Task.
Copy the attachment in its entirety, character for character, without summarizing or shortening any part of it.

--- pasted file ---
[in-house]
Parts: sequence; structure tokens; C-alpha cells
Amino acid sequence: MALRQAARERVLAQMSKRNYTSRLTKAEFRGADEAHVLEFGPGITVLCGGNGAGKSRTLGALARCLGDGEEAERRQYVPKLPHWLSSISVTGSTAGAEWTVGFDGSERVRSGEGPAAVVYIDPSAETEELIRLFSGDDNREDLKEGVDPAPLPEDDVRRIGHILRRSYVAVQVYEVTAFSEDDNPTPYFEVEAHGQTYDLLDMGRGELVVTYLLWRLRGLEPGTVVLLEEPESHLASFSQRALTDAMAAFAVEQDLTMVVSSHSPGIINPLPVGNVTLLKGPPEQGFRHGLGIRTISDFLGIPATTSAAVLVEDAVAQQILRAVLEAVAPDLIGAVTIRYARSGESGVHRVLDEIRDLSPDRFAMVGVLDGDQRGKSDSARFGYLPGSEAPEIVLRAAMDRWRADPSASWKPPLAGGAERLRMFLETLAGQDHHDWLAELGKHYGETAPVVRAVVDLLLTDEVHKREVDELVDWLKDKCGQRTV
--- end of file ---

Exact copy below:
[in-house]
Parts: sequence; structure tokens; C-alpha cells
Amino acid sequence: MALRQAARERVLAQMSKRNYTSRLTKAEFRGADEAHVLEFGPGITVLCGGNGAGKSRTLGALARCLGDGEEAERRQYVPKLPHWLSSISVTGSTAGAEWTVGFDGSERVRSGEGPAAVVYIDPSAETEELIRLFSGDDNREDLKEGVDPAPLPEDDVRRIGHILRRSYVAVQVYEVTAFSEDDNPTPYFEVEAHGQTYDLLDMGRGELVVTYLLWRLRGLEPGTVVLLEEPESHLASFSQRALTDAMAAFAVEQDLTMVVSSHSPGIINPLPVGNVTLLKGPPEQGFRHGLGIRTISDFLGIPATTSAAVLVEDAVAQQILRAVLEAVAPDLIGAVTIRYARSGESGVHRVLDEIRDLSPDRFAMVGVLDGDQRGKSDSARFGYLPGSEAPEIVLRAAMDRWRADPSASWKPPLAGGAERLRMFLETLAGQDHHDWLAELGKHYGETAPVVRAVVDLLLTDEVHKREVDELVDWLKDKCGQRTV